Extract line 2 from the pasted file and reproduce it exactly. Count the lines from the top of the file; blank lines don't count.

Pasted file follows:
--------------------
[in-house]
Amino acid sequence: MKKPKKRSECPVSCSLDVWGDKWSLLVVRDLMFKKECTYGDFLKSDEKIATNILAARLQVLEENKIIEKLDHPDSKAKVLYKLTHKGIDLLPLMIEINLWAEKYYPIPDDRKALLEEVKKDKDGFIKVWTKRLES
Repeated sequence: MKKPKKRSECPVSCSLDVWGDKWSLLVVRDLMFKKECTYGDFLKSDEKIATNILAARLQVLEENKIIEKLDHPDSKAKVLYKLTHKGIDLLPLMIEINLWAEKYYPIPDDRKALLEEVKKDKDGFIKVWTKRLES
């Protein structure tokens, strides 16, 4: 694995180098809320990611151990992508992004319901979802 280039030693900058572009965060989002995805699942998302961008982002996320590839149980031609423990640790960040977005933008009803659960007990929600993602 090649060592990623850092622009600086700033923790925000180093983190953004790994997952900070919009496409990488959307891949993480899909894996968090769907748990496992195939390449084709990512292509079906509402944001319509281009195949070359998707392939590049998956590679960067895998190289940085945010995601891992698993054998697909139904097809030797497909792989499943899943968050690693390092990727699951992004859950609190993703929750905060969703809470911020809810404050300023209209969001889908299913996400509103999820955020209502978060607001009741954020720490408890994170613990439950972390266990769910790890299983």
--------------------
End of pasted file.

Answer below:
Amino acid sequence: MKKPKKRSECPVSCSLDVWGDKWSLLVVRDLMFKKECTYGDFLKSDEKIATNILAARLQVLEENKIIEKLDHPDSKAKVLYKLTHKGIDLLPLMIEINLWAEKYYPIPDDRKALLEEVKKDKDGFIKVWTKRLES